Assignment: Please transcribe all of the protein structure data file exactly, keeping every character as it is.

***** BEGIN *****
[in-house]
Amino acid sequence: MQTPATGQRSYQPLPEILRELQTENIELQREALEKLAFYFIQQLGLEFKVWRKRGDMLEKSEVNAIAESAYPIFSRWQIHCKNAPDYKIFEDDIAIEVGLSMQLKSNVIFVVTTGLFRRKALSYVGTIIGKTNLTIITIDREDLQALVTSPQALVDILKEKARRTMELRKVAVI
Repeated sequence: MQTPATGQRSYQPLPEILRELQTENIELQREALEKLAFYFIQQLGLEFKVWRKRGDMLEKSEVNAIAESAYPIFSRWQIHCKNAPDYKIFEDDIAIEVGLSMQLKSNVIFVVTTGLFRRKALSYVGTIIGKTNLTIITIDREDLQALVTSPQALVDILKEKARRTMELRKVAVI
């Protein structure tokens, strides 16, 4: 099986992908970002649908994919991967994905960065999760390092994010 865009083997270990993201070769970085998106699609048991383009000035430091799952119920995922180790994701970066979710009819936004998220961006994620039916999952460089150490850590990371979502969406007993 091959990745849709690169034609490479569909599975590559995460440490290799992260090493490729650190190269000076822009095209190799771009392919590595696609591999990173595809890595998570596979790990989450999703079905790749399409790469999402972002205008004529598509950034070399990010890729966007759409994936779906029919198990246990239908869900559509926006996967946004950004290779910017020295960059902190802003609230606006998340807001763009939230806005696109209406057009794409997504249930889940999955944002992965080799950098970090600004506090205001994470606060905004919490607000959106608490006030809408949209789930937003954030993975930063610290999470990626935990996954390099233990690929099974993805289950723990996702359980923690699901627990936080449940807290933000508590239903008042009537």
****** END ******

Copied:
[in-house]
Amino acid sequence: MQTPATGQRSYQPLPEILRELQTENIELQREALEKLAFYFIQQLGLEFKVWRKRGDMLEKSEVNAIAESAYPIFSRWQIHCKNAPDYKIFEDDIAIEVGLSMQLKSNVIFVVTTGLFRRKALSYVGTIIGKTNLTIITIDREDLQALVTSPQALVDILKEKARRTMELRKVAVI
Repeated sequence: MQTPATGQRSYQPLPEILRELQTENIELQREALEKLAFYFIQQLGLEFKVWRKRGDMLEKSEVNAIAESAYPIFSRWQIHCKNAPDYKIFEDDIAIEVGLSMQLKSNVIFVVTTGLFRRKALSYVGTIIGKTNLTIITIDREDLQALVTSPQALVDILKEKARRTMELRKVAVI
């Protein structure tokens, strides 16, 4: 099986992908970002649908994919991967994905960065999760390092994010 865009083997270990993201070769970085998106699609048991383009000035430091799952119920995922180790994701970066979710009819936004998220961006994620039916999952460089150490850590990371979502969406007993 091959990745849709690169034609490479569909599975590559995460440490290799992260090493490729650190190269000076822009095209190799771009392919590595696609591999990173595809890595998570596979790990989450999703079905790749399409790469999402972002205008004529598509950034070399990010890729966007759409994936779906029919198990246990239908869900559509926006996967946004950004290779910017020295960059902190802003609230606006998340807001763009939230806005696109209406057009794409997504249930889940999955944002992965080799950098970090600004506090205001994470606060905004919490607000959106608490006030809408949209789930937003954030993975930063610290999470990626935990996954390099233990690929099974993805289950723990996702359980923690699901627990936080449940807290933000508590239903008042009537």